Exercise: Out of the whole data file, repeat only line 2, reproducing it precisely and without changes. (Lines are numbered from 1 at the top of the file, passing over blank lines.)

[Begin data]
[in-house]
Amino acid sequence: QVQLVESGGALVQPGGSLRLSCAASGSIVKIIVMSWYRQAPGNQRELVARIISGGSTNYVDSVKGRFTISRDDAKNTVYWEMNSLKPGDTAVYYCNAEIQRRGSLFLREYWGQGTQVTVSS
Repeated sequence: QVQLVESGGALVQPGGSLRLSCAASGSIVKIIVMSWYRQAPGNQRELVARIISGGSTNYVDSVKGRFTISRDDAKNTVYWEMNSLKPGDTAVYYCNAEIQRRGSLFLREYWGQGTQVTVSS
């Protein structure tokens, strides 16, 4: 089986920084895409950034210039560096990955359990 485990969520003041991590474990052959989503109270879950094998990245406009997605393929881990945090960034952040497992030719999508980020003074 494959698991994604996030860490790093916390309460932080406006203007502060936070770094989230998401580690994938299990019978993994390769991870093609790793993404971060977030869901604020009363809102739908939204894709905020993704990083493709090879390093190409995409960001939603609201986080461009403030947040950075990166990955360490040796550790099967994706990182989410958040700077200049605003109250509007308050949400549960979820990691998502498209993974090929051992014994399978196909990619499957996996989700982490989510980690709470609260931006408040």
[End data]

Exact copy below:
Amino acid sequence: QVQLVESGGALVQPGGSLRLSCAASGSIVKIIVMSWYRQAPGNQRELVARIISGGSTNYVDSVKGRFTISRDDAKNTVYWEMNSLKPGDTAVYYCNAEIQRRGSLFLREYWGQGTQVTVSS